Definition of Airbus A380

This plane trading of category of the superjumbo is currently the largest in the world. Its height is equivalent to a seventh floor and its interior accommodates 850 passengers. It was designed to compete with another great aircraft, the Boeing 747.

The history of the Aribus A380 began in 1988 in the French city of Toulouse
Toulouse is the center of the French and European aeronautical industry, a sector that has historically been dominated by large US companies.
Airbus is a business consortium made up of four manufacturers from France, Great Britain, Germany and Spain. Its journey began in the 1970s by manufacturing small and medium-sized aircraft (at that time the Boeing company manufactured two out of every three commercial aircraft, including the legendary 747).
When the project for the new passenger plane was presented , there were many doubts about its economic viability and about technical aspects related to safety (the project was originally known by the acronym A3XX).

For 8 years, the company's engineers faced the greatest challenge of civil aeronautics and to avoid industrial espionage, those responsible for the project met in a semi-abandoned building.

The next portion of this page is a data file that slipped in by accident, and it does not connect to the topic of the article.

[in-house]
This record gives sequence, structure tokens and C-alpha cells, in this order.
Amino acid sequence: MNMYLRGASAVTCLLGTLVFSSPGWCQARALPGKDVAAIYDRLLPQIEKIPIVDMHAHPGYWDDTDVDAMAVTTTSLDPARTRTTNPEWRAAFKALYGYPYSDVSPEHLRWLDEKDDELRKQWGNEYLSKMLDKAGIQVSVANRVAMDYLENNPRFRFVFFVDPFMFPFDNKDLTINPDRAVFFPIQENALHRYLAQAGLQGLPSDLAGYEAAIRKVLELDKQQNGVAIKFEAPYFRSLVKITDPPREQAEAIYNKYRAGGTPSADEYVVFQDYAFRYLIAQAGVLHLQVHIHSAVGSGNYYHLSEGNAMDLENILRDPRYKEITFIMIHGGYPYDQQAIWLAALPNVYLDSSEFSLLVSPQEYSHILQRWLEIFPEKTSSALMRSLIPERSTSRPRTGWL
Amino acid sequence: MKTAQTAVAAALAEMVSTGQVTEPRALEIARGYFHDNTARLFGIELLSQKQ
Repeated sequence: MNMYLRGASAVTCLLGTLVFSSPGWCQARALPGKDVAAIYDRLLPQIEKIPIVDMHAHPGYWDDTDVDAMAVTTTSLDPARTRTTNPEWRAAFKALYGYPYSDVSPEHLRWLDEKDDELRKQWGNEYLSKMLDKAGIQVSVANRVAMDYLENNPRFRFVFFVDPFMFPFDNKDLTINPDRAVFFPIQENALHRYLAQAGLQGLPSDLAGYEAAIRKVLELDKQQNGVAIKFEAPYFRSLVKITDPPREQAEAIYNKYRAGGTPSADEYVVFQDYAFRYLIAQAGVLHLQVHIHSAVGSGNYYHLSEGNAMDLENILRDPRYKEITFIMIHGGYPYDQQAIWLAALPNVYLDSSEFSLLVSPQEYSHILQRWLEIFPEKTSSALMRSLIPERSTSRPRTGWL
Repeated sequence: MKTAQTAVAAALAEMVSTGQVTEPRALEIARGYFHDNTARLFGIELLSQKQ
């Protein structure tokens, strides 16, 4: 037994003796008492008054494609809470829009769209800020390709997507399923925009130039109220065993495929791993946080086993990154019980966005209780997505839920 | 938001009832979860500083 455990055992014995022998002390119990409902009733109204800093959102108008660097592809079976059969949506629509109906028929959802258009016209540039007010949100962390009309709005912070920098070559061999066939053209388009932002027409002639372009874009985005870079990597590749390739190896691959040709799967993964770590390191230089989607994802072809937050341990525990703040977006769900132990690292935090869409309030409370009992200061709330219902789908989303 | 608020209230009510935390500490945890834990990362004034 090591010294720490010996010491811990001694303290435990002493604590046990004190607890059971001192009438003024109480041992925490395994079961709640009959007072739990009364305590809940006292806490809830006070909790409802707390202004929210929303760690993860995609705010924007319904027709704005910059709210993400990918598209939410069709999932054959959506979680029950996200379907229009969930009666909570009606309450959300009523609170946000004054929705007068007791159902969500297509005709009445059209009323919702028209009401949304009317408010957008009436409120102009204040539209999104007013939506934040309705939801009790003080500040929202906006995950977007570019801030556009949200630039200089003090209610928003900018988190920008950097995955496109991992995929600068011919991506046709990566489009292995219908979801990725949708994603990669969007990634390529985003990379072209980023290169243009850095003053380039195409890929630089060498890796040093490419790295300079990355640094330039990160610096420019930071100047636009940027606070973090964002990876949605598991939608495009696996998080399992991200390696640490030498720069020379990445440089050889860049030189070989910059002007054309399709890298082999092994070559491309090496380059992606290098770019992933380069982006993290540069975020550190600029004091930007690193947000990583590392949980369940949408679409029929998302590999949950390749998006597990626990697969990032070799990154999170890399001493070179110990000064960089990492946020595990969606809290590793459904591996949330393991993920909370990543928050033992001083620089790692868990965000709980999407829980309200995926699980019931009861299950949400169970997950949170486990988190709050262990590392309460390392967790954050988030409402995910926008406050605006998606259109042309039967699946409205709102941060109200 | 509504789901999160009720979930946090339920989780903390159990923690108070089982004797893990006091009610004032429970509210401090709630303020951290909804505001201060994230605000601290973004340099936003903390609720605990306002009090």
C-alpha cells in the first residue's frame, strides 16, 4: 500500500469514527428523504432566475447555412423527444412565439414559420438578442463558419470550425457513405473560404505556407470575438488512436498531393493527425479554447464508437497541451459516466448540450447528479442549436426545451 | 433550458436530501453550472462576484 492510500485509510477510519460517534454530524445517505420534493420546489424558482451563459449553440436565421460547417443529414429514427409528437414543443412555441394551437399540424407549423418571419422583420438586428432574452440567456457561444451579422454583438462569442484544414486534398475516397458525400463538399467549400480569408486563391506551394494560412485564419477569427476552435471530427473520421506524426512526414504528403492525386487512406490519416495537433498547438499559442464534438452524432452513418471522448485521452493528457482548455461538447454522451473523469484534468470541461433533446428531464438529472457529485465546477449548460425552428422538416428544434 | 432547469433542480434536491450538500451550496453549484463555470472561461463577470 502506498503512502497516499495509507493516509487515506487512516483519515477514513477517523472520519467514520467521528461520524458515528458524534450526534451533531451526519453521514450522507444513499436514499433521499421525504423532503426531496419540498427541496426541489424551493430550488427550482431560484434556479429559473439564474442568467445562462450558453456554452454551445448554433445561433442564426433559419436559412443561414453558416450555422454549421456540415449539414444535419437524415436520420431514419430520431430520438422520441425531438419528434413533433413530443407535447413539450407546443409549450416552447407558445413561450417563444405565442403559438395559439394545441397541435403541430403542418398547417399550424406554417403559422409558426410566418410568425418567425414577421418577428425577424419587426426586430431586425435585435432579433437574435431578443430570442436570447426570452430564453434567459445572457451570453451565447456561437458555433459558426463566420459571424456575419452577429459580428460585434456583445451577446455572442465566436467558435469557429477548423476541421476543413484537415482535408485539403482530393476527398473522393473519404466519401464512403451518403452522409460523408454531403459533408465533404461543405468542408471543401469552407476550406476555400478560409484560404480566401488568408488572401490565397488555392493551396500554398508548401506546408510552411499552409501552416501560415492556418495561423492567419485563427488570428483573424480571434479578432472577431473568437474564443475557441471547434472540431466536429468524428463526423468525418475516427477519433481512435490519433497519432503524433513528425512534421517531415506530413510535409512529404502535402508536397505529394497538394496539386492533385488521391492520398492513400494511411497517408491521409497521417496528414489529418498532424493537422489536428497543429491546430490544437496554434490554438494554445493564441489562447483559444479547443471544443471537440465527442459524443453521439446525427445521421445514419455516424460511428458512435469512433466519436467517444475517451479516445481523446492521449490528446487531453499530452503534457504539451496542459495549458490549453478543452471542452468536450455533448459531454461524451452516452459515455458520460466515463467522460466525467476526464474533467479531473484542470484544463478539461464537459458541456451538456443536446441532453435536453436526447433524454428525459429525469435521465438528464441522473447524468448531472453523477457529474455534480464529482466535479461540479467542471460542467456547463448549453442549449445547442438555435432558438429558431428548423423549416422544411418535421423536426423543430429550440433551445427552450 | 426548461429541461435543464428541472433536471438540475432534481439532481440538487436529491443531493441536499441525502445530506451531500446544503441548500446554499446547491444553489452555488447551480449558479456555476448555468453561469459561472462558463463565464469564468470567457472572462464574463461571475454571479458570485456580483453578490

The main problem faced was the size of the aircraft, its weight and the deck structure (until then, passenger aircraft had a single deck within a round fuselage and the new model introduced an ovoid-shaped fuselage). This and other technical innovations allowed the A380 to accommodate 25% more passengers than the Boeing 747 (this percentage represents 193 more seats than the competition ).
Finally in 1996 the project for the new superjumbo was completed and in 2005 the Airbus A380 was officially presented.

Other data of interest
The Airbus A380 is not entirely manufactured in Toulouse, as its wings are manufactured in the Welsh town of Broughton and the tail in the Andalusian city of Cádiz. Despite the high technology used, the assembly of the rivets is done by hand.
Each aircraft incorporates more than 40,000 connectors and about 100,000 cables, each of its engines weighs 6 tons and each aircraft has more than 9,000 square meters of surface (for its final finish it takes half a ton of paint and the work of 90 painters).
Although this plane offers all kinds of advantages, there is a drawback: only some international airports have the runways with the necessary dimensions for the landing and take-off of this superjumbo.

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